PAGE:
Put Out into the Deep

Liberty and Justice for All

My dear brothers and sisters in the Lord,

A depiction of the Statue of Liberty appears in a mosaic, part of a larger piece in a side chapel at the Basilica of the National Shrine of the Immaculate Conception in Washington, D.C.
A depiction of the Statue of Liberty appears in a mosaic, part of a larger piece in a side chapel at the Basilica of the National Shrine of the Immaculate Conception in Washington, D.C.

This week, we celebrate the Fourth of July, the remembrance of the beginning of the independence of the United States of America. Contemporaneously, Catholics in the U.S. have been asked to observe a fortnight for religious liberty, which began on June 22, the Feast of St. Thomas More, the martyr for religious freedom during the reign of King Henry VIII.

This year’s remembrance of the Fortnight for Freedom finds ourselves in a little better condition than we were last year, with religious liberty still being threatened in our country, a nation founded on “liberty and justice for all.” Certainly, that liberty contains the right not just for worship but also for our preservation of conscience. The Affordable Care Act, commonly referred to as Obama Care, with the mandate, which was part of the regulations issued by the U.S. Department of Health and Human Services, state that all entities who provide health care insurance in its strictly defined definition of religious organizations must provide contraception, sterilization and abortifacient drugs to those it covers.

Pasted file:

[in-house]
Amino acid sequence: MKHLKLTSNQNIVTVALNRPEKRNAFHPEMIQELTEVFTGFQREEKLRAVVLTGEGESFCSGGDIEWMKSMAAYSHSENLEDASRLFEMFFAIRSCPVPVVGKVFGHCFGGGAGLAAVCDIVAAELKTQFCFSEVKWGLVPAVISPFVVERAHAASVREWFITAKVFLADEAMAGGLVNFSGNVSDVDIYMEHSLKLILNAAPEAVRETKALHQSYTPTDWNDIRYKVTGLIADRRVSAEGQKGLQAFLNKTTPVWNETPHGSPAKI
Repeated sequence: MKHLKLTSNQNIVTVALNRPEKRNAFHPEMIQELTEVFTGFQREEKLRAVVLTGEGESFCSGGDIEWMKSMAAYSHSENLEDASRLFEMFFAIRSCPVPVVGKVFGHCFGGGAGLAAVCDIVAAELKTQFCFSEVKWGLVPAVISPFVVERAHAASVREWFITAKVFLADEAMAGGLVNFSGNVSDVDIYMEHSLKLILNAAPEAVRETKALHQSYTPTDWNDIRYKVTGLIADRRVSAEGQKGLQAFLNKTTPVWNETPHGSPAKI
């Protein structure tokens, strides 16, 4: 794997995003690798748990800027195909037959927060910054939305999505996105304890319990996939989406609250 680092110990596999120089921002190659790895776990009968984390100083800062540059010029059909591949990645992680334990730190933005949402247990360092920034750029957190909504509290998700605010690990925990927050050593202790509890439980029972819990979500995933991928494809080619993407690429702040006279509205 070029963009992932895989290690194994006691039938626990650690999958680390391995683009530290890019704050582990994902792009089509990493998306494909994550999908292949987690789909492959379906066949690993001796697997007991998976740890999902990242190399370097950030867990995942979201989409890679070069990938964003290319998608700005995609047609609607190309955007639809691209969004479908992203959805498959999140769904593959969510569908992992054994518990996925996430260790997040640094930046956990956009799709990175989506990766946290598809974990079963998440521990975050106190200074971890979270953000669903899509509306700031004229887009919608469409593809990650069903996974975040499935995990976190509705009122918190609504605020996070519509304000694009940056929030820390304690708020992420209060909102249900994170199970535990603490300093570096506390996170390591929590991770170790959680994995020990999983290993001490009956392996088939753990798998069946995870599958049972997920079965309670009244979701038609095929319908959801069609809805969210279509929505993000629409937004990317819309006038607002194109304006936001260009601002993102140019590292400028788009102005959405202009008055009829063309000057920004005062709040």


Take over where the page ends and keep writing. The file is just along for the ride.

On June 30, the Justices of the U.S. Supreme Court issued their decision on “Hobby Lobby,” in which a private organization of Christians committed to the rights of conscience do not have to provide this type of coverage to their employees. In a 5-to-4 vote, the Justices ruled that business owners can object on religious grounds to a provision of the President’s health care law that requires even closely held private companies to provide health insurance that covers birth control. The decision, which applies only to companies owned by a small number of individuals, means employees of those companies will have to obtain certain forms of birth control from other sources.

Thankfully, the Supreme Court judged this issue correctly, just as it did in the recent unanimous decision to allow access to abortion clinics by those who peacefully demonstrate or pray or try to dissuade those who enter a clinic from having an abortion. Perhaps there is some glimmer of hope for future decisions.

Bishop Thomas Paprocki, the Bishop of Springfield, Ill., coined a wonderful phrase that captures this problem exactly: “In the name of tolerance, we are not being tolerated.” This quote directly refers to many issues of religious freedom today.

We see another freedom issue unfolding before our eyes, and that is the migration of unaccompanied minors from Central America. It is a highly misunderstood phenomenon, where some would see it as an invasion or just a ploy by “Coyotes” (human smugglers) to bring more children to the U.S. with the hope of gaining immigrant status.